Is it worth considering savings accounts with prize draws?
There can be no prizes for the conclusion that interest rates for savings accounts are currently not at their best.
With the Bank of England’s base lending rate at a historic low of just 0.1% and even the best saving rates offered by any bank only a fraction above 1%, it is difficult to know quite where to put your rainy-day funds.
Savings rates at the moment are quite simply “pitiful” – to use the description offered by a story published in the Independent newspaper on the 18th of February 2020.
Rather than let your pot of savings stagnate, therefore, perhaps it is time to look at other incentives – such as the prize draws now offered by a range of different accounts.
There is nothing especially new about the idea of entering your savings into a prize draw when low rates of interest otherwise leave those funds more or less stagnating.
Premium Bonds, after all, have been sold by the state-owned bank, National Savings & Investment (NS&I), since 1956 and an estimated 23 million people in the UK own them. The minimum investment is £25, and you can buy as much as £50,000-worth of Premium Bonds for the chance to win cash prizes of between £25 and £1 million tax-free each month.
Critically, however, Premium Bonds are not interest-bearing – although you may cash them in at their face value, they earn no interest however long you hold them.
The principle of a prize draw has also been used by other banks and building societies to attract or retain customers at a time when the incentives for savings are pretty low:
Halifax Building Society
- the Halifax Savers Prize Draw, for instance, offers three prizes of £100,000 each, 100 prizes of £1,000 and 1,500 prizes of £100 in its monthly draw;
- customers are automatically entered into the draw once they have a minimum £5,000 in any qualifying savings account or cash ISA and have maintained that balance for at least one month;
- in addition to the chance to win a prize, of course, savers continue to earn the interest relevant to the particular account in which their funds are deposited;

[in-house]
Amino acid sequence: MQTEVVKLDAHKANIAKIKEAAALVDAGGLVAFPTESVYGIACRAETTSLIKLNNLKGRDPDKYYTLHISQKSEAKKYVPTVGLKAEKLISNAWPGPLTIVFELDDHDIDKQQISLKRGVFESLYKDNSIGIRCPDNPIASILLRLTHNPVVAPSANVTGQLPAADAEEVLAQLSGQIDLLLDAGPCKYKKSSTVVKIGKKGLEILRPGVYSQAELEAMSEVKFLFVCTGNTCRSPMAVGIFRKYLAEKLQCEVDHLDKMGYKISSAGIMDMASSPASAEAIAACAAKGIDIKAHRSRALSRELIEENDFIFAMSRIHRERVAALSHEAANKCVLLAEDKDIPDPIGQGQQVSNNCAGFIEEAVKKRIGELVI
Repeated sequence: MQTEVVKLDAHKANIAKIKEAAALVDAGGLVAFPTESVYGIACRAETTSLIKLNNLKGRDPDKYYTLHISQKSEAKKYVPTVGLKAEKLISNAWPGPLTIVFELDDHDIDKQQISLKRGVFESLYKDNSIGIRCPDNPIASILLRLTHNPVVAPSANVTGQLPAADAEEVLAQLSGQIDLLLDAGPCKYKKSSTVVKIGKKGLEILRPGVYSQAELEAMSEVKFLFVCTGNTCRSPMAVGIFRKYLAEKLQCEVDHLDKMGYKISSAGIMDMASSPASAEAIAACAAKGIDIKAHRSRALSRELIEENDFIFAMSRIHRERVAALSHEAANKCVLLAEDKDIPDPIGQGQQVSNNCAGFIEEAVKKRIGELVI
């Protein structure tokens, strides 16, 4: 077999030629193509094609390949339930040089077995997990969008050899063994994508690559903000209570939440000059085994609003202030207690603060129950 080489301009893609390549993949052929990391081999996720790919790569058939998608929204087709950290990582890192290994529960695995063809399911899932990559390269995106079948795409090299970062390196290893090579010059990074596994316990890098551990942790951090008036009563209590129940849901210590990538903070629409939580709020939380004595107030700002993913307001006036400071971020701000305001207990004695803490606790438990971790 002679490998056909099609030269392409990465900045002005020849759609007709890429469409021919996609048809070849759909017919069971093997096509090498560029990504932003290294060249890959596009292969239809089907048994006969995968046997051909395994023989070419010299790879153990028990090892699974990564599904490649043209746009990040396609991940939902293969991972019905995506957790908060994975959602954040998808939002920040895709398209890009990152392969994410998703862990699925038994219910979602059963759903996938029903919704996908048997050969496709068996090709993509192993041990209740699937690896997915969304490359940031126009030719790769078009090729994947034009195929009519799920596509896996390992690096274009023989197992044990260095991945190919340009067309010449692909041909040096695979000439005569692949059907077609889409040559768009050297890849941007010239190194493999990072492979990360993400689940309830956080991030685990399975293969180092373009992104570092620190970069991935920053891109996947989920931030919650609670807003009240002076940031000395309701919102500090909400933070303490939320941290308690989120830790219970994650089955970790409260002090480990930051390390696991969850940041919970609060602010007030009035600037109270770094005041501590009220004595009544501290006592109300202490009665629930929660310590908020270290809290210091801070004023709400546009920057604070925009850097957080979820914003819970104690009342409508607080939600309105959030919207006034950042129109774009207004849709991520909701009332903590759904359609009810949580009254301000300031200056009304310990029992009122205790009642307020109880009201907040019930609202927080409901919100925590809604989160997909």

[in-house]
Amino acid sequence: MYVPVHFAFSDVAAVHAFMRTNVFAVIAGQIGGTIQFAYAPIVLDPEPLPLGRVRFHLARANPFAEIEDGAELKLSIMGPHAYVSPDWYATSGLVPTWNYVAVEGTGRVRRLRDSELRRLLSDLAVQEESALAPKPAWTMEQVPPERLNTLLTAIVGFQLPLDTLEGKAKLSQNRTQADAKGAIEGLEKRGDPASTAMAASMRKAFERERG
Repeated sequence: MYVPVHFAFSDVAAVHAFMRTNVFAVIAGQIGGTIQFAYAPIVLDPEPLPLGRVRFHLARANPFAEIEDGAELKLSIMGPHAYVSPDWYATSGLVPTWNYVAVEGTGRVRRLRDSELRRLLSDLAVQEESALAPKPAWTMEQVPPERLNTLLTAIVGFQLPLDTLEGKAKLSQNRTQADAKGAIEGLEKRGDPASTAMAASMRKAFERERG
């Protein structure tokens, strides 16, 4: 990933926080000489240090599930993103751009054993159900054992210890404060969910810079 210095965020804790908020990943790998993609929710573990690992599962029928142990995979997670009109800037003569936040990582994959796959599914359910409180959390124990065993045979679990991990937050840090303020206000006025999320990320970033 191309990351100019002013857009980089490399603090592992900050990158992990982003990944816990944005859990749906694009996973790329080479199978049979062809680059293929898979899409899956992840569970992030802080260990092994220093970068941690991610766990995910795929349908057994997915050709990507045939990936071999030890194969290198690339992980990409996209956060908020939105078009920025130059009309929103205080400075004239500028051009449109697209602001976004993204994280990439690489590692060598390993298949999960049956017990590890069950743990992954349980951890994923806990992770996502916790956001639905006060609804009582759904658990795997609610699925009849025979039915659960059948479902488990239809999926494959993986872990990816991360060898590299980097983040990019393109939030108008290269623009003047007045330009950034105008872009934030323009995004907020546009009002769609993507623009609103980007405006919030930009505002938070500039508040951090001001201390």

- Halifax claims that it has so far paid out a total of £57 million in prize money;
Nationwide Building Society
- the Nationwide’s equivalent is the Start to Save instant access savings account specifically aimed towards those who might be finding it difficult to save;
- to be entered for the monthly draw and a prize of £100, savers need to have a savings account in which they have a deposited a minimum of £50 (maximum £100) for each of the three months before the prize draw;
- in the meantime, the savings account earns 1.00% AER/gross per annum (variable) for 24 months.
Family Building Society
The Windfall Bond offered by the Family Building Society is also a savings account with a monthly prize draw – but, in this case, the chance to win up to £50,000.
With various other amounts for the winning each month, the building society estimates that you have a one in 60 chance of winning a prize within the first year of opening your qualifying account.
The drawbacks are that the minimum value bond is £10,000, there is no instant access to the funds, and the bond earns only 0.1% per annum interest (the current base rate).
The emergence of savings accounts with prize draws means that you have an alternative to Premium Bonds. The other options may also offer some level of interest. Since other savings accounts may offer slightly more in the way of interest, however, there is a trade-off between the money you might win by way of a prize and that you earn as interest.
This data is correct as at the time of writing.